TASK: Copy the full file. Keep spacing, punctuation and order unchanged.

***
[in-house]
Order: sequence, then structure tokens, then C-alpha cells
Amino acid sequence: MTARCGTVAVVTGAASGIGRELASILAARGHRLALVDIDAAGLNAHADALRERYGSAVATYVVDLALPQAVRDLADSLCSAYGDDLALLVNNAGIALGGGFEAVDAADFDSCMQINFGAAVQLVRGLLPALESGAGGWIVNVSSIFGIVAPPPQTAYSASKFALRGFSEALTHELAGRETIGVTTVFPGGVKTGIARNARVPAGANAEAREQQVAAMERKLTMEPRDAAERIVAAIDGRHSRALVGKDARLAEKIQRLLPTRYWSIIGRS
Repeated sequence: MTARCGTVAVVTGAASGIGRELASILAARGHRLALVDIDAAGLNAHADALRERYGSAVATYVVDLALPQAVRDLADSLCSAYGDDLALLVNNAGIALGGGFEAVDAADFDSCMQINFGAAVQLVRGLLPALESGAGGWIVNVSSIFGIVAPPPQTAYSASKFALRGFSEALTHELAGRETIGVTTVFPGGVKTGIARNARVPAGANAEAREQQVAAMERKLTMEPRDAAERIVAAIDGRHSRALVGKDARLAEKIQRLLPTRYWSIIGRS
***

[in-house]
Order: sequence, then structure tokens, then C-alpha cells
Amino acid sequence: MTARCGTVAVVTGAASGIGRELASILAARGHRLALVDIDAAGLNAHADALRERYGSAVATYVVDLALPQAVRDLADSLCSAYGDDLALLVNNAGIALGGGFEAVDAADFDSCMQINFGAAVQLVRGLLPALESGAGGWIVNVSSIFGIVAPPPQTAYSASKFALRGFSEALTHELAGRETIGVTTVFPGGVKTGIARNARVPAGANAEAREQQVAAMERKLTMEPRDAAERIVAAIDGRHSRALVGKDARLAEKIQRLLPTRYWSIIGRS
Repeated sequence: MTARCGTVAVVTGAASGIGRELASILAARGHRLALVDIDAAGLNAHADALRERYGSAVATYVVDLALPQAVRDLADSLCSAYGDDLALLVNNAGIALGGGFEAVDAADFDSCMQINFGAAVQLVRGLLPALESGAGGWIVNVSSIFGIVAPPPQTAYSASKFALRGFSEALTHELAGRETIGVTTVFPGGVKTGIARNARVPAGANAEAREQQVAAMERKLTMEPRDAAERIVAAIDGRHSRALVGKDARLAEKIQRLLPTRYWSIIGRS